• 4 or 5 cloves fresh garlic (not in a jar, dried, powdered, or frozen) preferably grown in USA
  • small bunch of fresh Italian parsley, finely chopped (my family likes to use parsley in sugo)
  • 1 (28-32 oz) carton/jar of chopped tomatoes or puree (like Mutti, or Bionaturae– I no longer like POMI since their tomatoes are no longer good quality) ultimately, fresh Roma tomatoes are best if you have them
  • about 1 1/2 level tsp Diamond Crystal Kosher or sea salt
  • 3 or 4 large leaves of fresh basil
  • Parmigiano Reggiano to grate
To enjoy with pasta as soon as the sauce is ready, put a large pot of salted water on the cooktop over high heat and cook the pasta (I prefer De Cecco) as directed (if you are using egg or a very quick cooking pasta, do this about half-way through these directions).
Pour the oil into a large sauté pan (not a deep pot) over medium high heat. Crush the garlic and add it to the oil (if you want a spicy sauce, you can add some hot pepper, fresh or flakes, at this point). Sauté the garlic until it just starts to brown, then add the parsley.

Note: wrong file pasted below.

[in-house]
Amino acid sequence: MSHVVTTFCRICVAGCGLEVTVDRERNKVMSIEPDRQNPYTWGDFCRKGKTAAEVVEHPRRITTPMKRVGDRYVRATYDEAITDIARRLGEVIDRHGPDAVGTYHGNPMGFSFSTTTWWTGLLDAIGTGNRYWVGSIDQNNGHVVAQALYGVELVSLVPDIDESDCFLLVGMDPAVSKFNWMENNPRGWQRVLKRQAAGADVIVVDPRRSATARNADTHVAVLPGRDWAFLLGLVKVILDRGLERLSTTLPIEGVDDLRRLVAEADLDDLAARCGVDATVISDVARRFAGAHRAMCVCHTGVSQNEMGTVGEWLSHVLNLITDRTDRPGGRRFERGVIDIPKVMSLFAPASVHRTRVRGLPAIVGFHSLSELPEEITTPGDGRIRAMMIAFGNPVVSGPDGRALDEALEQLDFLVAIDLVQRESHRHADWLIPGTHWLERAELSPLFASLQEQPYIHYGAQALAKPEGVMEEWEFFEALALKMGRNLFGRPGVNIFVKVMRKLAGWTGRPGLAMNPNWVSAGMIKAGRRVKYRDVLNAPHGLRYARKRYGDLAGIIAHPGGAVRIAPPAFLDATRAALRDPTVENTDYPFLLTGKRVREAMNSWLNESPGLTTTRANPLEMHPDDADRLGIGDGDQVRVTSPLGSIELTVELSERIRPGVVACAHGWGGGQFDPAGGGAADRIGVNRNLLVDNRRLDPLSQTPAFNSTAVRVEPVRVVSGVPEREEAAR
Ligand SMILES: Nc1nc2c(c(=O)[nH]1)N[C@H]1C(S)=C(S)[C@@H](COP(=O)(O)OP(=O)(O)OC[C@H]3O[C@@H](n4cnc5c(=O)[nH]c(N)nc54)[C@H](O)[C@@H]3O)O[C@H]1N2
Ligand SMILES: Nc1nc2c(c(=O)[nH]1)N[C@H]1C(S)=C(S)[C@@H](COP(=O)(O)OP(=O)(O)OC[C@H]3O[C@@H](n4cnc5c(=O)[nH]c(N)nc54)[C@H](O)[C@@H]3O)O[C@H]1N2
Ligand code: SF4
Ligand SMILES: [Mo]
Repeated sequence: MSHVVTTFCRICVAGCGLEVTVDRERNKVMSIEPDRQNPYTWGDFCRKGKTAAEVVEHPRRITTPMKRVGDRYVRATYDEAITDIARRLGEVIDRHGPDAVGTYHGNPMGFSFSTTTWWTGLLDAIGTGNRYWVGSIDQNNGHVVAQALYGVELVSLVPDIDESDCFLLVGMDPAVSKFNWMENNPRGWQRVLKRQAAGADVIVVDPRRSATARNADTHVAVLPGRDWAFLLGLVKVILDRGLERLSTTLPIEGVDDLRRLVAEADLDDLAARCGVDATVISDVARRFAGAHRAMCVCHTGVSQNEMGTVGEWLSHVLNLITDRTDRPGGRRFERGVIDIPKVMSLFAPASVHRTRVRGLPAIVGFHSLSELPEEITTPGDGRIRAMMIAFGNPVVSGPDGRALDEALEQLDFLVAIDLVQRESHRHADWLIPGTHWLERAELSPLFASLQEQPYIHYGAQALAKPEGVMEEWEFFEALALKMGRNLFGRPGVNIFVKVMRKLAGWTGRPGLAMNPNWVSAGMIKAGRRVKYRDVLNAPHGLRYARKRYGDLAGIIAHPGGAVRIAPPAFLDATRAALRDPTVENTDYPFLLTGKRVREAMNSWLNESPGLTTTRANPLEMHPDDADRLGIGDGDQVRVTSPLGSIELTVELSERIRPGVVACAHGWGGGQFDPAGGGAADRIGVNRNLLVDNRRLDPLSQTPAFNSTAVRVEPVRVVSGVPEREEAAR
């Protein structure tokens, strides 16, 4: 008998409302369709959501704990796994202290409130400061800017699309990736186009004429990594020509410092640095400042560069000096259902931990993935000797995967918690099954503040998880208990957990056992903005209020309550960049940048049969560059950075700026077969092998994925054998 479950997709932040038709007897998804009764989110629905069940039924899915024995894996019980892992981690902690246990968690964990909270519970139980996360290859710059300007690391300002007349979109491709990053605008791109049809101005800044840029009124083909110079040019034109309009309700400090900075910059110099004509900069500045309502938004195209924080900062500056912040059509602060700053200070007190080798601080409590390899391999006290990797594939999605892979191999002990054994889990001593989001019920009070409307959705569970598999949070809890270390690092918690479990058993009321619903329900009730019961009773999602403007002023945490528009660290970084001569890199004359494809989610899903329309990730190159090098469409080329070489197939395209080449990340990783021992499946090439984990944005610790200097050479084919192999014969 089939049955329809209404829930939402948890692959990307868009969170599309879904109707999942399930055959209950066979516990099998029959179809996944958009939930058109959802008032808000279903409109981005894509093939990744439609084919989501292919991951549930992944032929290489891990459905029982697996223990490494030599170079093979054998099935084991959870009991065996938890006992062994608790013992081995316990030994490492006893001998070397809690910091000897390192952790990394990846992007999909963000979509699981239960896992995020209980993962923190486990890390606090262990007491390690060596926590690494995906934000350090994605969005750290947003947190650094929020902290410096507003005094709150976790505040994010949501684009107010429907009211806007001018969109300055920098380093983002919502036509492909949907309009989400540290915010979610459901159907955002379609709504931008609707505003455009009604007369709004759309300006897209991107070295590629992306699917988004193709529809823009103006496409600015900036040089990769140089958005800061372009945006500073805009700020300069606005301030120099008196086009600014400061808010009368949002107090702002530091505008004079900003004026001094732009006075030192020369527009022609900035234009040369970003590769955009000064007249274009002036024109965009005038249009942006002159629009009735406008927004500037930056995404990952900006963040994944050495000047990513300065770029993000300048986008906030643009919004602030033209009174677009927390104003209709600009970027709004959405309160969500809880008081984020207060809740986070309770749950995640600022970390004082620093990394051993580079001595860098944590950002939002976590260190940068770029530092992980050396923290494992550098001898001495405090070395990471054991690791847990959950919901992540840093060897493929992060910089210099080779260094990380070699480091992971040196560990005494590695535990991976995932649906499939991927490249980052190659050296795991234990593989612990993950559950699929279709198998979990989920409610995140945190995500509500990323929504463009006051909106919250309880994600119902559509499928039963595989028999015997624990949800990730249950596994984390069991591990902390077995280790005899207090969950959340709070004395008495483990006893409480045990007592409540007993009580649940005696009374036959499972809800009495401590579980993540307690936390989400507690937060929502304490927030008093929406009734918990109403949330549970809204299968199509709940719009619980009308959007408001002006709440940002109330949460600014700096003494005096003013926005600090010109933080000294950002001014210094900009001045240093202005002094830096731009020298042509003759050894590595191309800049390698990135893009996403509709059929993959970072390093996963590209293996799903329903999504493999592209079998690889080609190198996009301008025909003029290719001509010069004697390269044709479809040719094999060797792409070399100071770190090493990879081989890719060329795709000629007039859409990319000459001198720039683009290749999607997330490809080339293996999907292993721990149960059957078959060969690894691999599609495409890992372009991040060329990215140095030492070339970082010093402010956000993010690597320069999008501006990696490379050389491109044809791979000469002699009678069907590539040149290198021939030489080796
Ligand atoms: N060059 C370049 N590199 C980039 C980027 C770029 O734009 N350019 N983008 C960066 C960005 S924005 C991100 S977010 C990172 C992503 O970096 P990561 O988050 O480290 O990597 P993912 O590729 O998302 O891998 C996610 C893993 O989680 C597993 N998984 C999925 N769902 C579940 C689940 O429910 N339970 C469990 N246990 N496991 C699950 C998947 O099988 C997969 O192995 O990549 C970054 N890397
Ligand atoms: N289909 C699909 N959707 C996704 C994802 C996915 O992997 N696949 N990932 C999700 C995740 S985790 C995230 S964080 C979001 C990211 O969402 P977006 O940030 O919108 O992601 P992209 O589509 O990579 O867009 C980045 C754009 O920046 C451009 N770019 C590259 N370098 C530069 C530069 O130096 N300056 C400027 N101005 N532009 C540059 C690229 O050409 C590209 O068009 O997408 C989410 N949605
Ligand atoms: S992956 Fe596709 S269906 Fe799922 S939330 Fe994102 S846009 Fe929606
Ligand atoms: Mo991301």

Turn the heat up to high. Now, add the tomatoes, and quickly cover with the lid for about 30 seconds, until the squirting subsides. Stir with a wooden spoon and lower the heat a little. It is important that this sauce is cooked at a fast simmer, as it is cooked briefly.

UPDATED: I have stopped buying POMI tomatoes due to the drop in quality
Add the salt and continue to simmer at a fast pace, and stir often, WITHOUT THE LID.
The sauce will thicken quickly, so do not overcook it, and have it become too thick; about 5 to 7 minutes should be sufficient.